Baylis was a little man of sixty or so, with a wrinkled face like awalnut and a powerful set of lungs; he was Wrout's outside talker forthe girlie show. "Because I'm old," he said, grinning. "I don't havetrouble with the girls. And if I got to take one off the bally or out ofthe show there's no personal stuff that would make it tough, see what Imean?"

  "That's what I'm worried about," Charley said.

  "What?" Ed asked. He speared a group of string beans with his fork andconveyed them to his mouth. Charley, using his right foot, did the same.

  "The bally," Charley said. "The way things are, Dave took me off, andI'm worrying about it."

  "Maybe some kind of a change," Ed said.

  Charley shook his head. "He said ... he said he wanted the biggest drawout there. Now, you know I'm a big draw, Ed. I always have been."

  "Sure," Ed said. He chewed another mouthful and swallowed. "Still,people want a change now and then. Doesn't have to mean anything."

  "Maybe not," Charley said uncomfortably. But he wasn't convinced.

  * * * * *

  The season drew to a close, and Charley went off to the Florida Keys,where he spent a month living with some friends before holing up withhis mother and sister for the winter. He was offered a job in New York,at a year-round flea museum in Times Square, but after some thought hedecided against it. He'd never had to work winters, and he wasn't goingto start.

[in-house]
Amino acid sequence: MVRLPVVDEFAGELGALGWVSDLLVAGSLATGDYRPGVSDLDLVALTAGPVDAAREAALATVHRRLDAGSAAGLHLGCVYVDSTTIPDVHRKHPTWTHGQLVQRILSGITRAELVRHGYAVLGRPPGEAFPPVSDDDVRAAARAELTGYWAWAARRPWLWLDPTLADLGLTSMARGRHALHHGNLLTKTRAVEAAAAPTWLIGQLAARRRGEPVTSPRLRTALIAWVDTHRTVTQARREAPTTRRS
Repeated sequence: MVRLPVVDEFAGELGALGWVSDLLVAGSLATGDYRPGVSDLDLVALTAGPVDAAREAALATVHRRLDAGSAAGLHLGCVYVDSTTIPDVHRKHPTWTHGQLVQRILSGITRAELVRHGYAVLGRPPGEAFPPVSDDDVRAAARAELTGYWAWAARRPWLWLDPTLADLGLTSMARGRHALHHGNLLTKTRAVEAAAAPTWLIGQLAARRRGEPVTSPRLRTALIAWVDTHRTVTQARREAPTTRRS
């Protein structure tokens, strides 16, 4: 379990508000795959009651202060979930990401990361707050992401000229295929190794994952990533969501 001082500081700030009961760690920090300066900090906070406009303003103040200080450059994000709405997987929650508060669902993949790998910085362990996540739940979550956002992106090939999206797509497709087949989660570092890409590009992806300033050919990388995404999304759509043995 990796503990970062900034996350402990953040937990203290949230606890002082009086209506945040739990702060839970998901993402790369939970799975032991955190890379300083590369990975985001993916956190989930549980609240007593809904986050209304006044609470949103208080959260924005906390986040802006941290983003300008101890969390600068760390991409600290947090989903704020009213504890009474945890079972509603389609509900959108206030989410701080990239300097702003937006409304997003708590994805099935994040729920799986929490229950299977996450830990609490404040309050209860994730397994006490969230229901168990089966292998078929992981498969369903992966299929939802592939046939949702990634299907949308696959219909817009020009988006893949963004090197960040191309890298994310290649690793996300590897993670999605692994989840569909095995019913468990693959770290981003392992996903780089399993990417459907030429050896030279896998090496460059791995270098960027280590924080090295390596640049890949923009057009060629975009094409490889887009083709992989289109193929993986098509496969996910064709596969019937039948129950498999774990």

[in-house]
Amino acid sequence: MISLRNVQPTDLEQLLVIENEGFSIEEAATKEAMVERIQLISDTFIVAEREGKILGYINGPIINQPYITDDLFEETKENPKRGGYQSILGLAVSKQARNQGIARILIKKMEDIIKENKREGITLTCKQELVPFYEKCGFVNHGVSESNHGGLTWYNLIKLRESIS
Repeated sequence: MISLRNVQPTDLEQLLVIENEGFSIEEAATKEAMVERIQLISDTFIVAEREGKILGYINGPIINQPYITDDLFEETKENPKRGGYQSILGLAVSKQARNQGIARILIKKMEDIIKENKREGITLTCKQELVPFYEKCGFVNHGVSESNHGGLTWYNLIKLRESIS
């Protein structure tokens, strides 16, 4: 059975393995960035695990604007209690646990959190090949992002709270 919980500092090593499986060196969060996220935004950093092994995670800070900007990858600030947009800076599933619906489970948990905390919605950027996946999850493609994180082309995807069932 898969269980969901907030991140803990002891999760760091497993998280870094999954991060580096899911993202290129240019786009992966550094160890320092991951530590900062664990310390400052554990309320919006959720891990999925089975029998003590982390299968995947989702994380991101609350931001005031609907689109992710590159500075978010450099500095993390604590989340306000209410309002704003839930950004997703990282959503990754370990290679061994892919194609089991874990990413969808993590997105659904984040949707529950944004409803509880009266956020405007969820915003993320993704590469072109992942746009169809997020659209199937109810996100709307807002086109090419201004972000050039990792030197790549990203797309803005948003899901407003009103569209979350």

After all, he was still doing well, wasn't he? He told himselfemphatically that he was. He was an Armless Wonder, a born freak, thetop of the carny ladder, with a good job wherever he cared to look forone.

  He had to tell himself that quite a few times before he began to believeit.

  Spring came, and then summer, and Charley kissed his mother and hissister good-by and joined Wrout's Carnival Shows in Summit, Idaho, threedays before their opening. He didn't notice much change from previousyears, but it took an effort not to notice some things.

  Not like the new man who'd taken Professor Lightning's place--a tallthin youngster who had an Electric Chair act. Or like the periodicquarrels between Ned and Ed; it seemed they'd met a girl over the winterseason, and disagreed about her. Ed thought she was perfectly wonderful;Ned couldn't see her for beans.

  No, things like that were a part of carny; you got used to them, as theshow rolled along year after year, and paid no more attention to themthan a housewife pays to rather uninteresting back-fence gossip.

  It was someth
ing else that had changed, something important.

  His contract, for instance. It was made out for the same pay as he'dbeen getting, but the option periods were shortened up; suddenly,Charley was living from season to season, with almost no assurance ofcontinuous, steady work. Old man Wrout had looked a little less thanhappy when he'd given Charley the contract; he'd almost seemed ashamed,and he hadn't really looked